Energy-Efficient Homes Need Healthy Indoor Air

Weatherizing your home? Pay extra attention to the chemicals in your air.

January 20, 2009

RODALE NEWS, EMMAUS, PA—Matthew Wald of The New York Times has written about weatherizing homes as one of the easiest, most cost-effective ways to slash home energy use, in turn reducing greenhouse-gas emissions and creating green-collar jobs. (Read the Times story here.) And we at totally agree. But by adding a little insulation here, caulking a crack there, and weather-stripping drafty doors, you’re not only dropping your heating and cooling costs by 20 to 30 percent annually, you’re also locking in all the chemicals you spray, slather, and squirt all over your house, possibly creating indoor air pollution. That comes as a surprise to many—a recent study published in the Journal of Health and Social Behavior found that women don’t readily connect household products with personal chemical exposure and their potential negative health effects.

THE DETAILS: Researchers from Silent Spring Institute, Brown University, and University of California at Berkeley interviewed 25 women who had participated in the Silent Spring Institute Household Exposure Study, which tested for 89 environmental pollutants in air, dust, and urine samples. According to the study, an average of 20 hormone-disrupting chemicals were found in each home, including pesticides and compounds commonly found in plastics, cleaners, furniture, cosmetics, and other products. The majority of the participants were surprised that chemicals were turning up in their homes—and inside their own bodies. Most had previously believed that kind of contamination occurred only in military or industrial settings, or as a result of environmental disasters.


“People more readily equate pollution with large-scale contaminations and environmental disasters, yet the products and activities that form the backdrop to our everyday lives—electronics, cleaners, beauty products, food packaging—are a significant source of daily personal chemical exposure that accumulates over time,” says sociologist and lead author Rebecca Gasior Altman.

WHAT IT MEANS: Home weatherization is likely to be a hot topic for some time to come: President-elect Barack Obama has vowed to weatherize 1 million low-income homes a year for the next decade, upgrading home furnaces, sealing leaky ducts, fixing windows and adding insulation. Since about 65% of the 3,000 gallons of air we breathe in a day comes from inside our homes, it’s important to choose products that don’t increase our odds of developing asthma, allergies, fatigue, or more serious problems like cancer or birth defects.

Whether you’re weatherizing your house or not, here are some steps to keep contaminants out of your living space:

• Wipe out VOCs. Found in paint, all-purpose cleaners, wood preservatives, carpet glue, and dry-cleaned clothing, these chemicals are gaseous at room temperature. Possible health effects range from eye, nose, and throat irritation to headaches, nausea, and cancer. Scope out cleaning products that have simple ingredients (such as those by Seventh Generation and Ecover), or make your own. Avoid products made from pressed wood, such as particleboard—it contains the VOC formaldehyde, a probable carcinogen. Find low-VOC paints and flooring with the Ecologo seal, and seek out dry cleaners who use safer methods.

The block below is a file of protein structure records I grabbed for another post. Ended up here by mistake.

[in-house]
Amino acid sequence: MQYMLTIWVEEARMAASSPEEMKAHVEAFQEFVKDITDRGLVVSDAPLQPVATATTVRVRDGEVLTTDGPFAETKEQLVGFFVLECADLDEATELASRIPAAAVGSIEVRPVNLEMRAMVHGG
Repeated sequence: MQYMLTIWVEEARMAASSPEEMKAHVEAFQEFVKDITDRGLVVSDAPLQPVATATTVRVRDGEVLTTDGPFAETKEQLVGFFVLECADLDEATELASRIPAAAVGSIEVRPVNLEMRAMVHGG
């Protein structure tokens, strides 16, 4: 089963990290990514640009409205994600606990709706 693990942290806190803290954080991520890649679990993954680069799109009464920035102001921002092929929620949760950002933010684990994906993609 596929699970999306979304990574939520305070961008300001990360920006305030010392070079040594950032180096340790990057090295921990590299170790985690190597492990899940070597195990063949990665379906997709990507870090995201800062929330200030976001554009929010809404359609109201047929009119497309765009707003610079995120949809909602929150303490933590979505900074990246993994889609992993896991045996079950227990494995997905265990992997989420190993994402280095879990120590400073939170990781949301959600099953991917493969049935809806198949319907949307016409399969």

• Phase out phthalates. Phthalates are chemicals used to disperse scents and make plastic flexible. Found in detergents, cosmetics, shampoos, air fresheners, vinyl flooring, and vinyl shower curtains, they're linked with reproductive and developmental problems and, studies indicate, an increased risk for asthma and allergies. Switch to phthalate-free detergents, pick unscented personal-care products when possible, use baked lemons as natural fragrance, and hang hemp or cotton shower curtains.

• Don’t stir up flame-retardant residue. PBDEs (polybrominated diphenyl ethers), flame retardants that are added to plastics, foams, and fabrics, are found in some TVs, computers, and furniture. Exposure has been found to cause brain and reproductive problems in developing animals. When cleaning these items, use a damp rag to avoid stirring up dust that may contain PBDEs. Cover or replace exposed foam pads in cushions.

• Go on pesticide patrol. Don’t use pesticides inside or outside your home. Accidental exposure can harm a child's nervous system (or even your own, if the dose is large enough) and disrupt hormones. To keep in-home pests away, be meticulously clean, store food in airtight containers, and get rid of food scraps promptly. Spray soapy water in areas where ants enter.

• Safety-check your stove. Carbon monoxide, nitrogen dioxide, and tiny floaters called particulate matter can seep out from improperly maintained stoves, fireplaces, and chimneys. Low-level exposure to carbon monoxide leads to headaches and nausea; high levels are deadly. Nitrogen dioxide can cause eye, nose, and throat irritation; particulate matter can damage lung tissue. Use a fan while cooking with a gas stove, and make sure the tip of the flame is blue (if it’s yellow, call your gas service provider and ask them to adjust it). Make sure your home has a working carbon monoxide detector.

• Rule out radon. You can’t smell radon, but depending where you live, this uranium breakdown by-product could be seeping into your house from the ground beneath it. Radon exposure is the leading cause of lung cancer among nonsmokers. Visit the EPA site for more info and to download a coupon for a radon test.